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Feng Shui for the Home - February 2003 Newsletter

 

As the new year is just getting off to a start, many people are still making plans and resolutions to change or refresh their lives, careers, or health. While there is a vast world of advice, how-to's, and help for each of the three aspects, some people might feel a little overwhelmed and not know where to start. For those of you with this dilemma, a good way to get started on positive changes is to try some of the basic tenets of feng shui.

Before getting into feng shui, however, it might be useful to know a little about its origins. By now, many of you have probably heard about it in a magazine or television show; undoubtedly, feng-shui is growing in popularity. Contrary to some popular beliefs, nevertheless, feng shui is not a religion or strict way of life. Rather, feng shui is a collective term given to an ever-evolving set of practices and beliefs. Literally speaking, feng-shui means “wind” and “water” which illustrates its ties with nature. Feng shui can also be seen as a concept which emphasizes the influence of the cosmos on everyday life which further affects such things as health, career, and well-being. Tracing back to the ancient Chinese civilizations of at least 1100 B.C.E., feng shui has evolved into a wide spectrum of levels ranging from devoted schools that study it, to businesses that offer its advice, to simple customs that are part of everyday life.

While based on many ideas and theories, there are several central principles that are essential for understanding feng shui. One of the most important concepts is that of yin and yang which holds that the universe exists with opposing forces. Contrasting energies, yin and yang are dependent on each other and when balanced correctly, bring harmony. Yin represents passivity, coldness, darkness, and femininity; the moon and Earth are also characteristic of yin. The yang force represents yin's opposites with activity, heat, light, and masculinity; the sun and heavens are characteristic of yang. These forces hold significance as one of the main goals of feng shui is to achieve a balance of yin and yang and attain harmony.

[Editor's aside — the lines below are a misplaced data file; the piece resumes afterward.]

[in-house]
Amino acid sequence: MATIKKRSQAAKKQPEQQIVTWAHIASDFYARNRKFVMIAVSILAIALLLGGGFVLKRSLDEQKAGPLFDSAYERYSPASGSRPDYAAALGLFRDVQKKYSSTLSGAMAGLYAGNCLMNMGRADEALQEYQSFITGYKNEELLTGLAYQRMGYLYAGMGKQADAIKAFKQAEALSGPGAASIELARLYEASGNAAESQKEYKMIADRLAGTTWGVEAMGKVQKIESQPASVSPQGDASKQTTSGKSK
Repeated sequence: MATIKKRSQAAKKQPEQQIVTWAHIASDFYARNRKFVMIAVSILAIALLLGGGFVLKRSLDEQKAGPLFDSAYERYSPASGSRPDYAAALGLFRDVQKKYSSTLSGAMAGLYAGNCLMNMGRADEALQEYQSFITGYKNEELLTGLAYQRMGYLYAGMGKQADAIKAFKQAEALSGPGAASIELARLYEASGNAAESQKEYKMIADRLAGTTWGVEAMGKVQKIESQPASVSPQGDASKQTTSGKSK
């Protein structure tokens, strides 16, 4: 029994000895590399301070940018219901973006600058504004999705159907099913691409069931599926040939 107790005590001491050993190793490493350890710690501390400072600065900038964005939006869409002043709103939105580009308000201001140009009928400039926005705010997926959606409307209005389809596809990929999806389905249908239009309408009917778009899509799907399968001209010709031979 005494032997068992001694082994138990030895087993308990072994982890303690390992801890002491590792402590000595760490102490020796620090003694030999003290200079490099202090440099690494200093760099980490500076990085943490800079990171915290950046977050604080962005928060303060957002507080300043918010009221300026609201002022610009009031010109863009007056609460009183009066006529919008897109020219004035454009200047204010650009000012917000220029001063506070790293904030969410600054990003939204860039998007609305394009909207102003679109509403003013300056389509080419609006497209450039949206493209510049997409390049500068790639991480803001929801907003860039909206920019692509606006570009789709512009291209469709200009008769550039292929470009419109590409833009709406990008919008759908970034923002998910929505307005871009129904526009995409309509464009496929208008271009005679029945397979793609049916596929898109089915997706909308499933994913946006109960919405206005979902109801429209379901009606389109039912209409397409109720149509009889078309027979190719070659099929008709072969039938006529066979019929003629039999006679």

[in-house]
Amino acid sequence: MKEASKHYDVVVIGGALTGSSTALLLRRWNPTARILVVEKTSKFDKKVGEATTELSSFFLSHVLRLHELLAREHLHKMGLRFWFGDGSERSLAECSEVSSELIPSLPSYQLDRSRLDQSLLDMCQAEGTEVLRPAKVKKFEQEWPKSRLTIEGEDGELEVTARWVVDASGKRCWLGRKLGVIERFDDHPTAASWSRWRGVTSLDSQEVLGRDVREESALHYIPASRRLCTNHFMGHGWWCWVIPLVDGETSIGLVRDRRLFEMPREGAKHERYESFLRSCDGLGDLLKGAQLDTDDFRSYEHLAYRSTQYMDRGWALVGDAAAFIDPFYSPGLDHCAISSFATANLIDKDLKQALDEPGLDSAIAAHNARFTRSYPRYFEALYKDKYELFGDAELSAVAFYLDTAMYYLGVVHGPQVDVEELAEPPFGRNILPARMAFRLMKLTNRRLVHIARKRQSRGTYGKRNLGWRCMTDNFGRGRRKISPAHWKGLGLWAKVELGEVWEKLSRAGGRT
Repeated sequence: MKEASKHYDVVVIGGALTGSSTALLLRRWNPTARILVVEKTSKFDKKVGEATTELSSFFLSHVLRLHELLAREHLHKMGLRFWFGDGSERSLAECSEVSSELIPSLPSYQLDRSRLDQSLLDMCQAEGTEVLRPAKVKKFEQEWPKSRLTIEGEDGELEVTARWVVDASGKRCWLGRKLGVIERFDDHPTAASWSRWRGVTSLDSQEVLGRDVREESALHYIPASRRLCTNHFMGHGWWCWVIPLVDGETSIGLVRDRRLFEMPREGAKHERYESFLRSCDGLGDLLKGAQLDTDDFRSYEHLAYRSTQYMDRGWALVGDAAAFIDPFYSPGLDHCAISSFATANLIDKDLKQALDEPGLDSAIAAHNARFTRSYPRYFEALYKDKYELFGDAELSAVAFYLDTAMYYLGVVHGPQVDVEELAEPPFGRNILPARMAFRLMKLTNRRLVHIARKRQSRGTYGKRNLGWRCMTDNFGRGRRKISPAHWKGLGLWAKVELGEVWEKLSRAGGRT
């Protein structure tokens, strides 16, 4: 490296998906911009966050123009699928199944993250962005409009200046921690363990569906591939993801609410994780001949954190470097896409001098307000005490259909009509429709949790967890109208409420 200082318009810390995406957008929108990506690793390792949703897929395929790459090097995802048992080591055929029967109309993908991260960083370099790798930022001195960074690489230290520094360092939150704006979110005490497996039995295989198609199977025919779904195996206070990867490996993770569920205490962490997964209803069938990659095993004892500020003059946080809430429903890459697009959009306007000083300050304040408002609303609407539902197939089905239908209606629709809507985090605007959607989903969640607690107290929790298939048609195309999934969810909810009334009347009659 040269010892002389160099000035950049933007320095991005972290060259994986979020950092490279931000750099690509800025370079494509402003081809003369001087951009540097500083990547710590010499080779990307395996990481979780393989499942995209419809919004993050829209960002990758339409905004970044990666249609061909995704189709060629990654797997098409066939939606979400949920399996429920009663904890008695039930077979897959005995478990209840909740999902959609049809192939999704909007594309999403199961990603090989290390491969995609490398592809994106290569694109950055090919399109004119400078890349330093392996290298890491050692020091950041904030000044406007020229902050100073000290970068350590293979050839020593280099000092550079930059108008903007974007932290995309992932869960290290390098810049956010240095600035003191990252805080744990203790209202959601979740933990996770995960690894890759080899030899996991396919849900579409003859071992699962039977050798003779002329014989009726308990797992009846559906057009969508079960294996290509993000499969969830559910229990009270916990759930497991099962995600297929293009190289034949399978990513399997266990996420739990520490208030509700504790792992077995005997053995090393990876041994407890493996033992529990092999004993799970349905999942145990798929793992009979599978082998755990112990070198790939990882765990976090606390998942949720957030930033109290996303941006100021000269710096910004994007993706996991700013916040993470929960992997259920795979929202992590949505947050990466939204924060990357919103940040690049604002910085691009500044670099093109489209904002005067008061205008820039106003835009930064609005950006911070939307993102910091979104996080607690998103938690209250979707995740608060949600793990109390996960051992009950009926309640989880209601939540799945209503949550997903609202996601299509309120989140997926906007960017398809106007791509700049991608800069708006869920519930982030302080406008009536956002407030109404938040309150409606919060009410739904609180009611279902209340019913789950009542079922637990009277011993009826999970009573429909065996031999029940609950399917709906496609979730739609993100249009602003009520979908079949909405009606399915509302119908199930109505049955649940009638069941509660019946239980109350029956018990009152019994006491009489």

Another essential concept to feng shui is that of chi and the five elements. Chi is characterized as a “cosmic” energy or “life force” that flows throughout the universe and fosters vitality. Chi can also manifest itself in one of the five elements: Earth, water, fire, wood, and metal. The Earth element represents productivity, creativity, and nurturing; its associated colors are shades of yellow and brown. The water element represents peace, tranquility, spirituality, mystery, strength, and patience; its associated colors are shades of blue, gray, and black. The fire element represents stimulation, passion, enlightenment, strength, and prosperity; its associated colors are shades of red, orange, and purple. The wood element represents growth, fertility, form, relaxation, and harmony; its associated colors are shades of green. The metal element represents energy and the ability to be shaped; its associated colors are shades of white and light gray. These five elements are key factors in feng shui for they possess productive and destructive aspects that affect and are affected by each other. As with yin and yang, feng shui strives to find a balance among these elements.